The Colorado Court of Appeals issued its opinion in Meza v. Industrial Claim Appeals Office on Thursday, May 9, 2013.
Workers’ Compensation—Jurisdiction—Weight of Evidence—Substantial Evidence—CRS § 8-42-107(8)(b)(II).
In this workers’ compensation action, claimant sought review of a final order of the Industrial Claim Appeals Office (Panel). The order was affirmed.
Claimant sustained an admitted, compensable injury in 2004 when a cow bone fell on his right foot. On November 26, 2004 his authorized treating physician (ATP) placed him at maximum medical improvement (MMI) with no impairment and released him to work, with no restrictions. Plaintiff continued to experience pain and developed low back pain four years after his initial injury.
His employer, Swift Foods Company, and its insurer, Zurich American Insurance Company (collectively, employer), agreed to reopen the claim in 2008. A new ATP suspected claimant had developed complex regional pain syndrome (CRPS) and that his low back pain was related to the foot injury. Employer retained a physician to conduct an independent medical examination (IME). The physician found that claimant had reached MMI, and that the low back pain was unrelated to the 2004 injury.
Because the ATP had not placed claimant at MMI within eighteen months of commencing treatment, employer requested a division-sponsored independent medical examination (DIME). The DIME physician examined claimant in January 2010 and placed him at MMI as of the date of the exam. The DIME physician rated claimant’s impairment at 10% of the whole person for CRPS and 11% for his spine, giving him a 20% impairment rating of the whole person.
Employer filed a final admission of liability (FAL) based on the DIME physician’s MMI and impairment ratings. Claimant moved to strike the FAL, arguing that a physician performing an eighteen-month DIME is limited to determining MMI and may not give an impairment rating. An administrative law judge (ALJ) agreed with claimant, struck the FAL, and ordered claimant to see his ATP for a permanent impairment evaluation. The ATP rated claimant at 18% for his spinal injuries, 10% for CRPS, and 4% for the lower extremity, resulting in a total impairment rating of 27% of the whole person.
Employer requested a second DIME to review the ATP’s impairment rating. The second DIME agreed that claimant had reached MMI in January 2010, but rated his impairment at 18% of the whole person. In her deposition, however, she corrected herself and rated him at 4% of the whole person.
At the hearing, claimant objected to the second DIME physician’s opinions. The ALJ found that when claimant moved to strike the FAL he waived his opportunity to rely on any presumptive weight that might otherwise have been given to the eighteen-month DIME’s impairment rating. The ALJ awarded claimant PPD benefits based on an impairment rating of 10% of the lower extremity, but found claimant’s spine injury and CRPS unrelated and therefore awarded no benefits for those conditions. The Panel affirmed.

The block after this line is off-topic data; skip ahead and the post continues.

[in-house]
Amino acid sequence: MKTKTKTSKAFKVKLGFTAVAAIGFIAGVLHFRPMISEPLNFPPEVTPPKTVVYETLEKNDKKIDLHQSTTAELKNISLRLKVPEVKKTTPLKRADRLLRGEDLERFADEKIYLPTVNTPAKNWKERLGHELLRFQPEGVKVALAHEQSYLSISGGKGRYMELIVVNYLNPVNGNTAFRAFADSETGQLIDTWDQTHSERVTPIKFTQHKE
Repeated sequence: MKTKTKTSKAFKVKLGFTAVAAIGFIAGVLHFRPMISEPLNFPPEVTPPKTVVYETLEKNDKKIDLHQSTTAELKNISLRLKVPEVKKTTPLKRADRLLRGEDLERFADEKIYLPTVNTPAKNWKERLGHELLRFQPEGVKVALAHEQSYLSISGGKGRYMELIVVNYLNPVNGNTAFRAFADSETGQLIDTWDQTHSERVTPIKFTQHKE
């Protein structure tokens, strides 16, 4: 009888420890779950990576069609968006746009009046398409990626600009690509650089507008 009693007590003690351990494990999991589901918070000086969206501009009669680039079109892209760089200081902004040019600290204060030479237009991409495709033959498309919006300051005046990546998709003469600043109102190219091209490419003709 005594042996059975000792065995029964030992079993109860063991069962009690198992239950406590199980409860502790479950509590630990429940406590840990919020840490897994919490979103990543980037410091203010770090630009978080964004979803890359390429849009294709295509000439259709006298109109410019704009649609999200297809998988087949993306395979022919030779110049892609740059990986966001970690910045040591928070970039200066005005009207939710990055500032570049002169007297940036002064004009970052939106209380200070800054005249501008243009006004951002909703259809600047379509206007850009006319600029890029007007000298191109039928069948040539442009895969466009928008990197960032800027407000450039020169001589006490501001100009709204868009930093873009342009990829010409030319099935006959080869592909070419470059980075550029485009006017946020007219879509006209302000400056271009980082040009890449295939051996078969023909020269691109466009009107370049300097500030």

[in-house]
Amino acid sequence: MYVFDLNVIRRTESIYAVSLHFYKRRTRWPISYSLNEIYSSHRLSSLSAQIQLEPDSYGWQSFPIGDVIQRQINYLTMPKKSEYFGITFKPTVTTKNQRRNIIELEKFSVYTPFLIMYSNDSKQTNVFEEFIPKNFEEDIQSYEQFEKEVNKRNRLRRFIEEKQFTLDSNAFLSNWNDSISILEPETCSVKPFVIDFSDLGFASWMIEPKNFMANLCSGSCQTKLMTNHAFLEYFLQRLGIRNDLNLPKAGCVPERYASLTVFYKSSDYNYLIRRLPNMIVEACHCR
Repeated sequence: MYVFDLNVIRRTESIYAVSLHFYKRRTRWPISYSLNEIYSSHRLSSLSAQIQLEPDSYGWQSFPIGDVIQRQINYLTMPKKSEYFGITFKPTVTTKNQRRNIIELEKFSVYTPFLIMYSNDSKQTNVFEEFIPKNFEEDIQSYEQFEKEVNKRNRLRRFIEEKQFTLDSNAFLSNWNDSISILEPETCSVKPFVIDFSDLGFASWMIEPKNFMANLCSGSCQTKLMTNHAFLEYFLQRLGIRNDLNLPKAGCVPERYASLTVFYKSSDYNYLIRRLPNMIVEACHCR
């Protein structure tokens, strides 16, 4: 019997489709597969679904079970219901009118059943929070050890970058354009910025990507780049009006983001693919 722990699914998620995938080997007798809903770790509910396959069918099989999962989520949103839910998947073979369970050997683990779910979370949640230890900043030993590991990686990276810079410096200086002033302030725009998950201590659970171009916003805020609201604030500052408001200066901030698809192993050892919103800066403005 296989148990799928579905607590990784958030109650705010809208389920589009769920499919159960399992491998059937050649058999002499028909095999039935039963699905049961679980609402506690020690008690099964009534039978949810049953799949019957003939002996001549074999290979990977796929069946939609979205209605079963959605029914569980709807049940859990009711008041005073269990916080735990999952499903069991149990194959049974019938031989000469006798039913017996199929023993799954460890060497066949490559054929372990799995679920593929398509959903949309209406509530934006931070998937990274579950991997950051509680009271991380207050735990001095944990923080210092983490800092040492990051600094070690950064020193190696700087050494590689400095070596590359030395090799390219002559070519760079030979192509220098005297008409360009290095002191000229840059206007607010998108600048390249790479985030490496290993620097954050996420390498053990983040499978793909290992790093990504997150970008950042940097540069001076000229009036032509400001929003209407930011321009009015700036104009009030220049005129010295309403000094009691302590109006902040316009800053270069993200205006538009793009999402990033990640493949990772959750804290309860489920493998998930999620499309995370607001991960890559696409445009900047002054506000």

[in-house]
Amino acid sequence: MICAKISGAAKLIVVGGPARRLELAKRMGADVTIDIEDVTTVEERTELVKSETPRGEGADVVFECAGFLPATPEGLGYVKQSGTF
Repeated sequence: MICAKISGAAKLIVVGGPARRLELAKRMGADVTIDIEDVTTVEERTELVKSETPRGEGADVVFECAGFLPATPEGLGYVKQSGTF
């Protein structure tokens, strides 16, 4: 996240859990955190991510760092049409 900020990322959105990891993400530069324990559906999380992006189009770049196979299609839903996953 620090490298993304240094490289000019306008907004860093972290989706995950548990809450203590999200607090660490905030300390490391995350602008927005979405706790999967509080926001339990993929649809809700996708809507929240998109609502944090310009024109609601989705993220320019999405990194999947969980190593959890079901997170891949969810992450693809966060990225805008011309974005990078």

On appeal, claimant argued he was entitled to a higher impairment rating because (1) the ALJ was bound by the eighteen-month DIME physician’s opinions and therefore lacked jurisdiction to rule on the relatedness of his alleged CRPS and low back conditions; and (2) the ALJ improperly assigned him the burden of overcoming the second DIME’s opinion. The Court of Appeals disagreed.
Claimant argued the determination of the eighteen-month DIME physician’s opinion was binding on the ALJ because neither party had requested a hearing to challenge his opinions. In general, a DIME physician’s opinions concerning MMI and permanent medical impairment are given presumptive effect. However, the Panel has found this general rule does not govern as to impairment when an eighteen-month DIME determination is requested under CRS § 8-42-107(8)(b)(II), because it does not mention or address impairment. The Court found that this a reasonable interpretation of the statutory language and an eighteen-month DIME report under this section only carries presumptive weight concerning MMI.
Consequently, the causation findings associated with the impairment ratings carried no presumptive effect and were not jurisdictionally binding on the ALJ. The impairment rating was advisory only and did not statutorily close the issue of causation of impairment.
Claimant also argued that the ALJ “did not enforce the presumption of validity” associated with the eighteen-month DIME physician’s causation determinations. The Court found this argument premised on the incorrect notion that the eighteen-month DIME physician’s causation opinions were related only to MMI. To the extent they were related to impairment ratings, they were not subject to presumptive weight. It was for the ALJ to determine whether the impairment opinions expressed by the second DIME physician, including the causes of impairment, had been overcome by clear and convincing evidence. The ALJ’s findings in this regard will not be set aside if supported by substantial evidence in the record. The Court found such evidence in the record. The order was affirmed.
Summary and full case available here.